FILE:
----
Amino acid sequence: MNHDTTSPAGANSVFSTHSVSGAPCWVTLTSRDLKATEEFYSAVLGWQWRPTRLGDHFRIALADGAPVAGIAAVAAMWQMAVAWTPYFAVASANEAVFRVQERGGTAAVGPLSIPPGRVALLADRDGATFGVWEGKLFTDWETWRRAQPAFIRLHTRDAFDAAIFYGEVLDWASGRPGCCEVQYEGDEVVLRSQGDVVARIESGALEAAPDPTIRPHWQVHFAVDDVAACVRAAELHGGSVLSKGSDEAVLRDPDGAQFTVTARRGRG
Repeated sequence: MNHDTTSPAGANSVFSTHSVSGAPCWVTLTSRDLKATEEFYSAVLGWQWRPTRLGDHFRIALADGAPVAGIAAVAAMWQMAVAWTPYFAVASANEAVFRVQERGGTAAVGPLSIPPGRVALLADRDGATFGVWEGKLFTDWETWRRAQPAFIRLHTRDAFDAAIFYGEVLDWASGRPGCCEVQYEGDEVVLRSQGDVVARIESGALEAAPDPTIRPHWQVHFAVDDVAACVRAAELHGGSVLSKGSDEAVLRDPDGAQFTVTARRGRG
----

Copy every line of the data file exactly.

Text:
Amino acid sequence: MNHDTTSPAGANSVFSTHSVSGAPCWVTLTSRDLKATEEFYSAVLGWQWRPTRLGDHFRIALADGAPVAGIAAVAAMWQMAVAWTPYFAVASANEAVFRVQERGGTAAVGPLSIPPGRVALLADRDGATFGVWEGKLFTDWETWRRAQPAFIRLHTRDAFDAAIFYGEVLDWASGRPGCCEVQYEGDEVVLRSQGDVVARIESGALEAAPDPTIRPHWQVHFAVDDVAACVRAAELHGGSVLSKGSDEAVLRDPDGAQFTVTARRGRG
Repeated sequence: MNHDTTSPAGANSVFSTHSVSGAPCWVTLTSRDLKATEEFYSAVLGWQWRPTRLGDHFRIALADGAPVAGIAAVAAMWQMAVAWTPYFAVASANEAVFRVQERGGTAAVGPLSIPPGRVALLADRDGATFGVWEGKLFTDWETWRRAQPAFIRLHTRDAFDAAIFYGEVLDWASGRPGCCEVQYEGDEVVLRSQGDVVARIESGALEAAPDPTIRPHWQVHFAVDDVAACVRAAELHGGSVLSKGSDEAVLRDPDGAQFTVTARRGRG